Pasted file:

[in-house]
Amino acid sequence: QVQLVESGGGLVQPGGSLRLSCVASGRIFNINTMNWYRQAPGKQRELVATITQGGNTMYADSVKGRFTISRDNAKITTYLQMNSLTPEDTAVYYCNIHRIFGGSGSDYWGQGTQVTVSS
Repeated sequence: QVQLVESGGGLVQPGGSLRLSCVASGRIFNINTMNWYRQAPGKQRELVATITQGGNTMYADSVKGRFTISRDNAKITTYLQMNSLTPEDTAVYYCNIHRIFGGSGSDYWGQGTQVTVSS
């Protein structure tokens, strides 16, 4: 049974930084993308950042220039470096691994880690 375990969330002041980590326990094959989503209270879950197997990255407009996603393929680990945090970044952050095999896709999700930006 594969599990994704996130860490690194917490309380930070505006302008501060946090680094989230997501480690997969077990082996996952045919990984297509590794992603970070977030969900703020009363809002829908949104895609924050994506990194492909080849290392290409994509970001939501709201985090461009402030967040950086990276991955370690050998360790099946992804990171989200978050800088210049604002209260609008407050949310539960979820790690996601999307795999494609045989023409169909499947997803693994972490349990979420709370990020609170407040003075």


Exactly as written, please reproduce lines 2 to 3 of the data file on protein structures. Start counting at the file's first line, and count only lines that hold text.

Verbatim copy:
Amino acid sequence: QVQLVESGGGLVQPGGSLRLSCVASGRIFNINTMNWYRQAPGKQRELVATITQGGNTMYADSVKGRFTISRDNAKITTYLQMNSLTPEDTAVYYCNIHRIFGGSGSDYWGQGTQVTVSS
Repeated sequence: QVQLVESGGGLVQPGGSLRLSCVASGRIFNINTMNWYRQAPGKQRELVATITQGGNTMYADSVKGRFTISRDNAKITTYLQMNSLTPEDTAVYYCNIHRIFGGSGSDYWGQGTQVTVSS